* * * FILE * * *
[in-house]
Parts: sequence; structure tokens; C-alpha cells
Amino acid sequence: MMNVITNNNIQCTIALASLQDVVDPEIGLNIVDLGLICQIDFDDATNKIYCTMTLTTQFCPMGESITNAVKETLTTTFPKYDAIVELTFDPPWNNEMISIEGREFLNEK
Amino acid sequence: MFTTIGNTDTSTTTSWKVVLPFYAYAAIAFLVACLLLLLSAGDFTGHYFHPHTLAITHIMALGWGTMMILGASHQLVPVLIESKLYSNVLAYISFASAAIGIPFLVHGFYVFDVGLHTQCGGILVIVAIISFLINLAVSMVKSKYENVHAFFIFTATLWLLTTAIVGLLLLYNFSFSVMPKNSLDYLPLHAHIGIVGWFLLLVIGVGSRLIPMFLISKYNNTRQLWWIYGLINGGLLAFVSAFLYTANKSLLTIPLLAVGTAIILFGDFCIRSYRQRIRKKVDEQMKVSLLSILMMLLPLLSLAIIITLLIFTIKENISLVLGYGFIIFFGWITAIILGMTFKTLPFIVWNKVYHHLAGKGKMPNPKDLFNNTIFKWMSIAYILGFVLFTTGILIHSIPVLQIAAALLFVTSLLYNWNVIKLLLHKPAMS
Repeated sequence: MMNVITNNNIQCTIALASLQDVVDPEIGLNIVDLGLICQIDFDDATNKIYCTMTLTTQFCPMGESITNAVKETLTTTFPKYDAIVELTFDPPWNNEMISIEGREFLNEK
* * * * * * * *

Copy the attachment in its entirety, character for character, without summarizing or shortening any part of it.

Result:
[in-house]
Parts: sequence; structure tokens; C-alpha cells
Amino acid sequence: MMNVITNNNIQCTIALASLQDVVDPEIGLNIVDLGLICQIDFDDATNKIYCTMTLTTQFCPMGESITNAVKETLTTTFPKYDAIVELTFDPPWNNEMISIEGREFLNEK
Amino acid sequence: MFTTIGNTDTSTTTSWKVVLPFYAYAAIAFLVACLLLLLSAGDFTGHYFHPHTLAITHIMALGWGTMMILGASHQLVPVLIESKLYSNVLAYISFASAAIGIPFLVHGFYVFDVGLHTQCGGILVIVAIISFLINLAVSMVKSKYENVHAFFIFTATLWLLTTAIVGLLLLYNFSFSVMPKNSLDYLPLHAHIGIVGWFLLLVIGVGSRLIPMFLISKYNNTRQLWWIYGLINGGLLAFVSAFLYTANKSLLTIPLLAVGTAIILFGDFCIRSYRQRIRKKVDEQMKVSLLSILMMLLPLLSLAIIITLLIFTIKENISLVLGYGFIIFFGWITAIILGMTFKTLPFIVWNKVYHHLAGKGKMPNPKDLFNNTIFKWMSIAYILGFVLFTTGILIHSIPVLQIAAALLFVTSLLYNWNVIKLLLHKPAMS
Repeated sequence: MMNVITNNNIQCTIALASLQDVVDPEIGLNIVDLGLICQIDFDDATNKIYCTMTLTTQFCPMGESITNAVKETLTTTFPKYDAIVELTFDPPWNNEMISIEGREFLNEK